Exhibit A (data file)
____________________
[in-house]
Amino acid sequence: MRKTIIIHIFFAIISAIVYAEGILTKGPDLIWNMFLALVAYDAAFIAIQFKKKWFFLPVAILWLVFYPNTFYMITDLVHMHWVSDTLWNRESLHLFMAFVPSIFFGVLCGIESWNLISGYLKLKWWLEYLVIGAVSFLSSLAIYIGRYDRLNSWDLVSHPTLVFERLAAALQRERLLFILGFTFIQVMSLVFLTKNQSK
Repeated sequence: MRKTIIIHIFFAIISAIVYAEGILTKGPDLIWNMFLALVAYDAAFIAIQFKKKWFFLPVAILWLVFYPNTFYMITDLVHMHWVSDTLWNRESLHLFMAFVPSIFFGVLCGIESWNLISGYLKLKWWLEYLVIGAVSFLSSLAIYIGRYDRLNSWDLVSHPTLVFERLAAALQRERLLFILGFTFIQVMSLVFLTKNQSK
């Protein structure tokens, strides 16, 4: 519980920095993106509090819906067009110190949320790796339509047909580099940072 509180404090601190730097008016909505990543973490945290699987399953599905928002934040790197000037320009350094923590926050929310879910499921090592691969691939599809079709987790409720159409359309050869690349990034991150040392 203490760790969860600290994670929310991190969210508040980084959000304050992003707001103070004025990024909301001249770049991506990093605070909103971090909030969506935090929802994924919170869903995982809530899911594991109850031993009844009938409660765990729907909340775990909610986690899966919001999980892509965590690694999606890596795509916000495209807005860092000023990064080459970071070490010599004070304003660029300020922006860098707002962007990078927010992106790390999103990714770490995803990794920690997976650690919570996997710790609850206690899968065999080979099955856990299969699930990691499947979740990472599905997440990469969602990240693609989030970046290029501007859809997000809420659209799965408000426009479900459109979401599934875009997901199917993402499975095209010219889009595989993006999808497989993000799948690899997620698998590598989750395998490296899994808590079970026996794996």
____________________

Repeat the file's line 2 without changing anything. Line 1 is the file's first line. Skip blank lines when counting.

Amino acid sequence: MRKTIIIHIFFAIISAIVYAEGILTKGPDLIWNMFLALVAYDAAFIAIQFKKKWFFLPVAILWLVFYPNTFYMITDLVHMHWVSDTLWNRESLHLFMAFVPSIFFGVLCGIESWNLISGYLKLKWWLEYLVIGAVSFLSSLAIYIGRYDRLNSWDLVSHPTLVFERLAAALQRERLLFILGFTFIQVMSLVFLTKNQSK